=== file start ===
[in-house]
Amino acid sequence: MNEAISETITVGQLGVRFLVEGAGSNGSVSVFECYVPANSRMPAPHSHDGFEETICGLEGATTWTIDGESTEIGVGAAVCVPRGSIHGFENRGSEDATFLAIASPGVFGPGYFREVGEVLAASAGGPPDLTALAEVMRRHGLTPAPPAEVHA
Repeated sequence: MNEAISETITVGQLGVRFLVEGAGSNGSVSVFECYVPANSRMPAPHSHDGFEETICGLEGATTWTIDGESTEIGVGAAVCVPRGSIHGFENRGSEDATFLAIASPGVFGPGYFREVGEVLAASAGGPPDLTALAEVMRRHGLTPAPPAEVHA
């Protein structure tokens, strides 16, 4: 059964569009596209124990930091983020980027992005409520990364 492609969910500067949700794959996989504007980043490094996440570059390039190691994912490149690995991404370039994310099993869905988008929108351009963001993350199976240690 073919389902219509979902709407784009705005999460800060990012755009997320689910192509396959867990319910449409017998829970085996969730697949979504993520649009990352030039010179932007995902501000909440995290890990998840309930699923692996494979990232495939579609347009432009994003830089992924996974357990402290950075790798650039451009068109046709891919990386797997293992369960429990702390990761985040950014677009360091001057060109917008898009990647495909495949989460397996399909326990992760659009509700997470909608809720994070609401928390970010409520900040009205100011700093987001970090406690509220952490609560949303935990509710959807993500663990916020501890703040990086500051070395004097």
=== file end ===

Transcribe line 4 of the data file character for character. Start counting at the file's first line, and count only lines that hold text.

């Protein structure tokens, strides 16, 4: 059964569009596209124990930091983020980027992005409520990364 492609969910500067949700794959996989504007980043490094996440570059390039190691994912490149690995991404370039994310099993869905988008929108351009963001993350199976240690 073919389902219509979902709407784009705005999460800060990012755009997320689910192509396959867990319910449409017998829970085996969730697949979504993520649009990352030039010179932007995902501000909440995290890990998840309930699923692996494979990232495939579609347009432009994003830089992924996974357990402290950075790798650039451009068109046709891919990386797997293992369960429990702390990761985040950014677009360091001057060109917008898009990647495909495949989460397996399909326990992760659009509700997470909608809720994070609401928390970010409520900040009205100011700093987001970090406690509220952490609560949303935990509710959807993500663990916020501890703040990086500051070395004097």